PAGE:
John Heliker (1909-2000) was born in Yonkers and spent his adult life dividing his time between Manhattan, where he taught art for decades, and Great Cranberry Island, Maine, where he shared a summer house with his partner Robert La Hotan. He was deeply involved with the avant-garde world of music and dance in New York where John Cage and Merce Cunningham were among his close friends. Likewise much of his own art was created in Maine.

The following is from the website of the Heliker LaHotan Foundation:


Heliker studied painting at the Art Students League from 1927-29. He taught at the Colorado Springs Fine Arts Center and was a Professor of Art at Columbia University for twenty-seven years. He has also taught at the Art Students League, the New York Studio School (he was a founding faculty member), and in the MFA Painting Program at Parsons School of Design. His work was exhibited nationally in the major survey exhibitions of the Carnegie Institute, the Brooklyn Museum, the Cleveland Museum, the Corcoran Gallery, the Museum of Modern Art's ABSTRACT PAINTING IN AMERICA, and many others. The Whitney Museum of American Art honored Jack with a mid-career retrospective in 1968, and he has been included in numerous Whitney Museum annuals and biennials. He was represented at the Bicentennial Exhibition AMERICA: 1976 at the Corcoran Gallery of Art in Washington, DC that traveled through the country, and his work toured Europe through USIA in the 1950's and was featured at the World's Fair in Brussels in 1958 and in Osaka in 1969.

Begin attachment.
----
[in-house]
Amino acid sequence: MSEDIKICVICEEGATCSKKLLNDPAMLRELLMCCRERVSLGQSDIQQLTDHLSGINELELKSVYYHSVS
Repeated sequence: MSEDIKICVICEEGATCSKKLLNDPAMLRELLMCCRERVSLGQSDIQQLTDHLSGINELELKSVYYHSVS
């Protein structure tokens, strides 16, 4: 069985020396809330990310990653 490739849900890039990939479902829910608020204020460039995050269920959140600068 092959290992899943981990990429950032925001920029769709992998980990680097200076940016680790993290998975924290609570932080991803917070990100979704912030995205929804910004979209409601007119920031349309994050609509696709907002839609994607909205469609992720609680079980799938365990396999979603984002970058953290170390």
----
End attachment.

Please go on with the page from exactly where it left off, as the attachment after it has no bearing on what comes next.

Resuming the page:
Among the artist's many awards are the Prix de Rome (1948), a Guggenheim Fellowship (1951), three Ford Foundation Purchase awards, and numerous awards from the National Academy of Design including the Benjamin Altman prizes for Landscape, Figure and Still Life. Heliker was elected a member of the National Institute for Arts and Letters in 1969 and was an Academician of the National Academy of Design. From the American Academy of Arts and Letters he won a Gold Medal for Merit and a Purchase award and grant in 1967. The artist was awarded Honorary Doctorates of Fine Arts from Colby College, Maine and from Bard College, New York.

His works are included in numerous public and private collections, including the Metropolitan Museum, the Museum of Modern Art, the Brooklyn Museum, the Walker Art Center, the Philadelphia Museum and the Whitney Museum, among many others. In Maine alone, his works are in The Farnsworth Art Museum, The Portland Museum, The Ogunquit Museum and in the museums at Bowdoin and Colby Colleges.

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